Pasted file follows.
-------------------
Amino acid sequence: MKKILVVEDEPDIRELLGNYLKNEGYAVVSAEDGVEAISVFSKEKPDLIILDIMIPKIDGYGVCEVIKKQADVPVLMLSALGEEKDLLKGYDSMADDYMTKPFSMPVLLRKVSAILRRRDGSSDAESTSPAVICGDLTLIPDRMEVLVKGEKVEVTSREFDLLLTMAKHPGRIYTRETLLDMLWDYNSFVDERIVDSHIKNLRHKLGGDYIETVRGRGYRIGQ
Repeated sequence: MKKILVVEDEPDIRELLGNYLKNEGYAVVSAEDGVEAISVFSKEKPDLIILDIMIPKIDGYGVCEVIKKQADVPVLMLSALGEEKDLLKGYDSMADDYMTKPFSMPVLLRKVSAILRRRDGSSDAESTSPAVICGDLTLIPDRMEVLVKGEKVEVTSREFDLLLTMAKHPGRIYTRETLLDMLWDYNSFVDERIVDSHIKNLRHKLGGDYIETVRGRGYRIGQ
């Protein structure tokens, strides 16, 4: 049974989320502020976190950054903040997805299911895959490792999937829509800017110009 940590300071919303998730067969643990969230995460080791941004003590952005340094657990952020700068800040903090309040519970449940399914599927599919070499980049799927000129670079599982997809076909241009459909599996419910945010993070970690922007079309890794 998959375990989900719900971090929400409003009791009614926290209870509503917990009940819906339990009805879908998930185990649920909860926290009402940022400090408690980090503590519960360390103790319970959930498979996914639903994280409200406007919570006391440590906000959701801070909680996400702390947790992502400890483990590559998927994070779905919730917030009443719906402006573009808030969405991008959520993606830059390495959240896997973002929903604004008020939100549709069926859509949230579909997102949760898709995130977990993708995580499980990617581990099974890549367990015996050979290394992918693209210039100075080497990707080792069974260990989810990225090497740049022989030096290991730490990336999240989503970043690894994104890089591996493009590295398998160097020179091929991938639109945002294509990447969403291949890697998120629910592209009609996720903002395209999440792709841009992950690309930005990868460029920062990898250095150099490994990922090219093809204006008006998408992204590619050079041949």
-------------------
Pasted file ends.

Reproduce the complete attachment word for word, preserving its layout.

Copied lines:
Amino acid sequence: MKKILVVEDEPDIRELLGNYLKNEGYAVVSAEDGVEAISVFSKEKPDLIILDIMIPKIDGYGVCEVIKKQADVPVLMLSALGEEKDLLKGYDSMADDYMTKPFSMPVLLRKVSAILRRRDGSSDAESTSPAVICGDLTLIPDRMEVLVKGEKVEVTSREFDLLLTMAKHPGRIYTRETLLDMLWDYNSFVDERIVDSHIKNLRHKLGGDYIETVRGRGYRIGQ
Repeated sequence: MKKILVVEDEPDIRELLGNYLKNEGYAVVSAEDGVEAISVFSKEKPDLIILDIMIPKIDGYGVCEVIKKQADVPVLMLSALGEEKDLLKGYDSMADDYMTKPFSMPVLLRKVSAILRRRDGSSDAESTSPAVICGDLTLIPDRMEVLVKGEKVEVTSREFDLLLTMAKHPGRIYTRETLLDMLWDYNSFVDERIVDSHIKNLRHKLGGDYIETVRGRGYRIGQ
């Protein structure tokens, strides 16, 4: 049974989320502020976190950054903040997805299911895959490792999937829509800017110009 940590300071919303998730067969643990969230995460080791941004003590952005340094657990952020700068800040903090309040519970449940399914599927599919070499980049799927000129670079599982997809076909241009459909599996419910945010993070970690922007079309890794 998959375990989900719900971090929400409003009791009614926290209870509503917990009940819906339990009805879908998930185990649920909860926290009402940022400090408690980090503590519960360390103790319970959930498979996914639903994280409200406007919570006391440590906000959701801070909680996400702390947790992502400890483990590559998927994070779905919730917030009443719906402006573009808030969405991008959520993606830059390495959240896997973002929903604004008020939100549709069926859509949230579909997102949760898709995130977990993708995580499980990617581990099974890549367990015996050979290394992918693209210039100075080497990707080792069974260990989810990225090497740049022989030096290991730490990336999240989503970043690894994104890089591996493009590295398998160097020179091929991938639109945002294509990447969403291949890697998120629910592209009609996720903002395209999440792709841009992950690309930005990868460029920062990898250095150099490994990922090219093809204006008006998408992204590619050079041949």